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February 14 - Cheryle Chapline - Miniature Masterpieces

Cheryle is back for what is at least her third presentation for the Art Guild. We have her back because she is such a good artist and teacher. This time, she will conduct an actual workshop, that is, rather than watch her at work, we will actually create some miniature masterpieces. The idea is to create small works of art for gifts. Bookmarks, ornaments, frameable art, pre-matted creations, miniature booklets, and journals are all possibilities.


Please bring supplies! Like a covered dish lunch, bring more than you expect to use of what you bring. Since people will bring different things, you can share some with others, and they can share some with you. Don't try to bring everything, just what you have at hand. Useful materials include: plastic or paper sheets to cover the tables, reference photos of seasonal scenes, holiday wrapping, paints and brushes, regular scissors, craft scissors with deckle edges, paper punches, thin twine or string or ribbons, heavy duty sewing needles, invitation size envelopes and paper or cards, metal rulers, T-squares, markers, crayons, colored pencils, pastels and fixing spray, Exacto knives or box cutters, Saran wrap, glue sticks, rubber cement or white glue, disks or star shapes for ornaments, or whatever else you can think of. Let's have some fun, and take home something we can give to special friends.


We will meet at 1:30 for refreshments and conversation, and put Cheryle on after brief business at 2. As usual, we will meet at the Waco Charter School, 615 N 25th Street, and as usual, bring friends and some recent work for Show and Tell.

February 14 - Cheryle Chapline - Miniature Masterpieces

Cheryle showed how to make small paintings for cards or gifts. The intent was to have us do our own, but that didn't happen, in part because we got a late start after a last minute switch to the central library. We still got a fine demo. She started by showing us how she creates evergreen trees using a pump spray bottle filled with water to spray on dry watercolor paper. She then drops in green paint, which she mixes using cobalt blue and aurelian yellow, varying the hues. As the paint mixes with the water droplets, it creates a lacy effect. She lets that dry before working further with the painting.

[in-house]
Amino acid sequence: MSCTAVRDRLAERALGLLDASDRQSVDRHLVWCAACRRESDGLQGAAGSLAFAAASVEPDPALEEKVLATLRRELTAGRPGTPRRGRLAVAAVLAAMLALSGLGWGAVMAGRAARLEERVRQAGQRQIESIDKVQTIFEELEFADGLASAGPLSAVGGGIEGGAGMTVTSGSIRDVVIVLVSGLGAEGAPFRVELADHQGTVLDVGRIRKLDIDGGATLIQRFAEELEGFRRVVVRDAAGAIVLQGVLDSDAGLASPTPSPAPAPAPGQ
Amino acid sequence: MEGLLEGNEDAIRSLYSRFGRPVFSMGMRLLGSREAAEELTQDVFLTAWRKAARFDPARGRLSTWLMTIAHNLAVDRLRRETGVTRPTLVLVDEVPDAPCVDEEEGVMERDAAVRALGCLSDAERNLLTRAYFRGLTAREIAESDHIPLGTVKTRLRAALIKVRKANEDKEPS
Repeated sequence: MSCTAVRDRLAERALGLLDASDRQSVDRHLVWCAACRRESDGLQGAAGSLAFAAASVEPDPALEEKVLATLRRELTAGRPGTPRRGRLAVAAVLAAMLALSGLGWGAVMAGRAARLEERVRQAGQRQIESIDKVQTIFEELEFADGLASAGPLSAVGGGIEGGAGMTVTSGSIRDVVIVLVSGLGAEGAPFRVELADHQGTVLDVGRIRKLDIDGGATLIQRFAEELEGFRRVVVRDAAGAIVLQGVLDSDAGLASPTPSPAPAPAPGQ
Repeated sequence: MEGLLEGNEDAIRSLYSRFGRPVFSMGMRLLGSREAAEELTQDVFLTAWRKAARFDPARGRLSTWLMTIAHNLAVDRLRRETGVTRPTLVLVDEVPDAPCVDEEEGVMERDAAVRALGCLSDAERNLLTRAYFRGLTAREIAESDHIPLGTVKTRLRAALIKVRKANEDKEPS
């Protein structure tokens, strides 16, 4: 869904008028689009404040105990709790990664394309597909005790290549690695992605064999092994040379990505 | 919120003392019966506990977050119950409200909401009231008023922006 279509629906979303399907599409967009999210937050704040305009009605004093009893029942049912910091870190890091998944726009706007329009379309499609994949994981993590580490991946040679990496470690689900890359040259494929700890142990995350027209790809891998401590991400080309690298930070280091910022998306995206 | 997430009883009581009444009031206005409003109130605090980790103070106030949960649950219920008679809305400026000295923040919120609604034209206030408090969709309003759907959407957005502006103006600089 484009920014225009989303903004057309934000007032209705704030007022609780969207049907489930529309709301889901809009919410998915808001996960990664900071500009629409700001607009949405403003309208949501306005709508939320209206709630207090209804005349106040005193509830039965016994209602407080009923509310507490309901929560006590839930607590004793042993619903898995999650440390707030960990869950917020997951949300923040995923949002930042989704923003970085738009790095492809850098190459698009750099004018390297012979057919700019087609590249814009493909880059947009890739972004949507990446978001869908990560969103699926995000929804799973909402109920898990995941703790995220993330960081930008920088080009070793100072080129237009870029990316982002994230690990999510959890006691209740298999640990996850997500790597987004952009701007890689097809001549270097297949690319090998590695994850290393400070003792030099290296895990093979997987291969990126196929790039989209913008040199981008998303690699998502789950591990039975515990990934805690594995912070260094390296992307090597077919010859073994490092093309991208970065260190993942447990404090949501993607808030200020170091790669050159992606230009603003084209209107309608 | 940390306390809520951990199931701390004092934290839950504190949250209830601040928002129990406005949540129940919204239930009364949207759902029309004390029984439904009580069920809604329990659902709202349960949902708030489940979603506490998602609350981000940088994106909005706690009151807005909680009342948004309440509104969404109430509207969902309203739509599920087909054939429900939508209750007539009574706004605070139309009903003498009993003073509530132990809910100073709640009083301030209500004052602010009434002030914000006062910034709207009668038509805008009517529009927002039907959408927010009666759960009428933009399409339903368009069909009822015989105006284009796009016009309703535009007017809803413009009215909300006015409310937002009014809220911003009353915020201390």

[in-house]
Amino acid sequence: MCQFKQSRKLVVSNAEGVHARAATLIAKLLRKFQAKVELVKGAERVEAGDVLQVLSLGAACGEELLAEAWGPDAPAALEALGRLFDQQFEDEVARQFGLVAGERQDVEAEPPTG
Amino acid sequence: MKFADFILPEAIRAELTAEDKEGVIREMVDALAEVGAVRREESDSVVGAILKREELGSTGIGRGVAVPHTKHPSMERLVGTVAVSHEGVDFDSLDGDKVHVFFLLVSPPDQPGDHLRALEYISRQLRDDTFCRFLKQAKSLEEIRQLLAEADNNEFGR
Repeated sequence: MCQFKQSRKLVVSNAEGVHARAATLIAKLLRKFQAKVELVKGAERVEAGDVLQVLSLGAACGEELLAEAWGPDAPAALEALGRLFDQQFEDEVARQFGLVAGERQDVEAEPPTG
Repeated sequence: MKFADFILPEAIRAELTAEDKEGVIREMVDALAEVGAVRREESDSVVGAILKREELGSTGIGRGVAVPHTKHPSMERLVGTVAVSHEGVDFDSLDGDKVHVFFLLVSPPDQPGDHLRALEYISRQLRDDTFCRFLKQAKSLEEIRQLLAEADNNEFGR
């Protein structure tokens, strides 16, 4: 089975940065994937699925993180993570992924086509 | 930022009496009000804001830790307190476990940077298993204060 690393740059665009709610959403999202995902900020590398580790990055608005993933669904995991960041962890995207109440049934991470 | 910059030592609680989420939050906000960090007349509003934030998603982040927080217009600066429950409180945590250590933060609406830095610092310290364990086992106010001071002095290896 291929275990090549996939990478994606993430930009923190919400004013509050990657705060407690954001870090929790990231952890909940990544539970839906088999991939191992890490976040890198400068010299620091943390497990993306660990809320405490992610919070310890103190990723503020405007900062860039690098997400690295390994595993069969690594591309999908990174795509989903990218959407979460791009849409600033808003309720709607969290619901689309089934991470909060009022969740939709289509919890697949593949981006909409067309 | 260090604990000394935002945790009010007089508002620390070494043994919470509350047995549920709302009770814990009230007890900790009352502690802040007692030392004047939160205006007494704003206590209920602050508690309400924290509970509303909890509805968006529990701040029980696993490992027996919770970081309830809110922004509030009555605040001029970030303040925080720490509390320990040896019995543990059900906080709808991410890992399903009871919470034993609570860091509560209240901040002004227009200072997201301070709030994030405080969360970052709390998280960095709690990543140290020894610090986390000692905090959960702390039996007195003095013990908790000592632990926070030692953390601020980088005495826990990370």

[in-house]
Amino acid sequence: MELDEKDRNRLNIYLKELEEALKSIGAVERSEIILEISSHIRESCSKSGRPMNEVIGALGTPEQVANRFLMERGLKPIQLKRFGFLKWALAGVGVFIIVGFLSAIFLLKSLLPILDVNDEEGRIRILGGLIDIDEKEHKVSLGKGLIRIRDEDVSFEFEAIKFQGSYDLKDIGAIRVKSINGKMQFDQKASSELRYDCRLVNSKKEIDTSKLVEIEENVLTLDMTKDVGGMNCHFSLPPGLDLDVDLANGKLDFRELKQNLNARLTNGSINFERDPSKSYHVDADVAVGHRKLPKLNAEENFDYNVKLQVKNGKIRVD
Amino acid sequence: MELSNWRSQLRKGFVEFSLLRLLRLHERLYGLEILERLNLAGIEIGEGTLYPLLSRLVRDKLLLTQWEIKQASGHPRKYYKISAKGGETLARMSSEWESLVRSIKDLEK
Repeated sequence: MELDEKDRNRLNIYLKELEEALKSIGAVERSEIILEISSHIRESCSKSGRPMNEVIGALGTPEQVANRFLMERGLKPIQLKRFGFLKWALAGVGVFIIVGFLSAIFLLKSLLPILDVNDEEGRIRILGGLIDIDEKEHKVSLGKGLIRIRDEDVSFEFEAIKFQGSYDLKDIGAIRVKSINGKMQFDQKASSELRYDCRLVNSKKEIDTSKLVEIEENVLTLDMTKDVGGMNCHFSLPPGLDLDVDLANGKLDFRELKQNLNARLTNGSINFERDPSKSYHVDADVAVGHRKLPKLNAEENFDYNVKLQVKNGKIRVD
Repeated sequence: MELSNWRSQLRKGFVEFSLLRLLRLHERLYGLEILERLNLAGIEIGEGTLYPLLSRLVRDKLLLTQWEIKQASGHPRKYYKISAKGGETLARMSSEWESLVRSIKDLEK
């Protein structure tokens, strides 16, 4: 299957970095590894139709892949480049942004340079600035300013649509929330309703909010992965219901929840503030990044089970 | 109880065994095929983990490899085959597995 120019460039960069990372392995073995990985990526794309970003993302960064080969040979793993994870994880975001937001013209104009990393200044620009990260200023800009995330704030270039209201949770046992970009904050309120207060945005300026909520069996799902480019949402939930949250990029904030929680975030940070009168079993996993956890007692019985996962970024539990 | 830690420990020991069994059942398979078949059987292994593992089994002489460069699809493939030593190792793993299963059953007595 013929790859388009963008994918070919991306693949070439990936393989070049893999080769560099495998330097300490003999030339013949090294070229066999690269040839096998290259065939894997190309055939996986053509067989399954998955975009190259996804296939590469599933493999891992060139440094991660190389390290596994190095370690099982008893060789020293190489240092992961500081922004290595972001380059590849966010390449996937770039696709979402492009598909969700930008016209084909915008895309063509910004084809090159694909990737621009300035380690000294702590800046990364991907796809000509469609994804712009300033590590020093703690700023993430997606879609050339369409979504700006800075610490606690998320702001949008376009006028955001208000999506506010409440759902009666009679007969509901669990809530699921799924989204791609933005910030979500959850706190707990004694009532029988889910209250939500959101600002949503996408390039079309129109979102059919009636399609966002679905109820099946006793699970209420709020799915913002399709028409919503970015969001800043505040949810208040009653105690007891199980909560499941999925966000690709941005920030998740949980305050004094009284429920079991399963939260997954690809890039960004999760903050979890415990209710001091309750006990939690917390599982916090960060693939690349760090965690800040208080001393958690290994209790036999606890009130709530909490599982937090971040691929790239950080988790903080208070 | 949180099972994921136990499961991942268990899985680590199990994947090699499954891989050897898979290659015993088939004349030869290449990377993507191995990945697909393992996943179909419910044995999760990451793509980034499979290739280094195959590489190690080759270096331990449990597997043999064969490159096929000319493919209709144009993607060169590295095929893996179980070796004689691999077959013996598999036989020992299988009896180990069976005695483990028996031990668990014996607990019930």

She added a vignette effect to two paintings by adding darker washes in the corners. One was a painting of a cactus flower and the other was of a parrot.  She wanted to create a darker oval around the edges of the painting, while letting her underpainting show through. For the parrot, she used a soft violet, created by mixing permanent rose and cobalt blue, which softened and darkened the edges. That made the background recede, and helped to bring the emphasis to the parrot.


Since Cheryle paints mostly with watercolor on paper, she can makes miniatures by cutting up a painting into small parts. This is a great way to make use of a painting that has good parts, but doesn't make a very satisfactory whole. But often, she makes very small paintings for gifts. She showed us some that were inserted in glass coasters. These she made with many images on a sheet and cut them apart. She deckled the edges by cutting them apart with deckled scissors, then wetting and abrading the edges to get a softer look. She also showed us how to tear an edge along a ruler to get a similar effect.


Finally, she painted a floral scene, explaining some of her techniques as she worked. She uses two brushes at the same time; one for water only, the other one for paint. For her underpainting she wets the paper, uses her base colors of cobalt blue, permanent rose, and aurelian yellow. placing the colors where she sees them and letting them diffuse on the wet paper. At the upper left, yellow is added over the pencil sketch. At the upper right, cobalt blue is added over the yellow. At the lower left, rose is added, and at the lower right, the underpainting is almost complete. Whites are saved with miskit. After the underpainting dries, she works in her detail. Most of her paintings are done with the base colors, layering them to get other colors. She occasionally adds ultramarine blue, burnt orange, cerulean blue, alizerin crimson, and burnt sienna.


We thank Cheryle for the many good ideas she showed us. You will also want to see her one person show at the Arboretum, which starts with a reception February 28 at 2 p.m. Thanks also to Rose Jacobson, Ellen Foster, John and Saundra Vasek, Kathe Tipton, Thomas Godby, and Pat Blackwell, who brought refreshments and Valentine decorations, and to Thomas Godby, Christine Niekamp, Rose Jacobson, Judy Franklin, and Bill Franklin who brought paintings for show and tell. Those are shown below.



 Bill Franklin         Judy Franklin       Thomas Godby       Rose Jacobson    Christine Niekamp



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